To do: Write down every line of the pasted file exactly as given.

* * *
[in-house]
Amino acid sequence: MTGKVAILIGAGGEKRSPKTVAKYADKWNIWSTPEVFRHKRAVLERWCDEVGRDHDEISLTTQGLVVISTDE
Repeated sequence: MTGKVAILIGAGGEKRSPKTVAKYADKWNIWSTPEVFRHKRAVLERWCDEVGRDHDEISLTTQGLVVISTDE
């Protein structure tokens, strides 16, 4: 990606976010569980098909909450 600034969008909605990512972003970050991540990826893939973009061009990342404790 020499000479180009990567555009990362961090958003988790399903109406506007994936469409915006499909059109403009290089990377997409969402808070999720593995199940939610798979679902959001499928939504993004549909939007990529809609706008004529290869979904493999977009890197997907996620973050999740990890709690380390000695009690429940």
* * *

[in-house]
Amino acid sequence: MTGKVAILIGAGGEKRSPKTVAKYADKWNIWSTPEVFRHKRAVLERWCDEVGRDHDEISLTTQGLVVISTDE
Repeated sequence: MTGKVAILIGAGGEKRSPKTVAKYADKWNIWSTPEVFRHKRAVLERWCDEVGRDHDEISLTTQGLVVISTDE
């Protein structure tokens, strides 16, 4: 990606976010569980098909909450 600034969008909605990512972003970050991540990826893939973009061009990342404790 020499000479180009990567555009990362961090958003988790399903109406506007994936469409915006499909059109403009290089990377997409969402808070999720593995199940939610798979679902959001499928939504993004549909939007990529809609706008004529290869979904493999977009890197997907996620973050999740990890709690380390000695009690429940």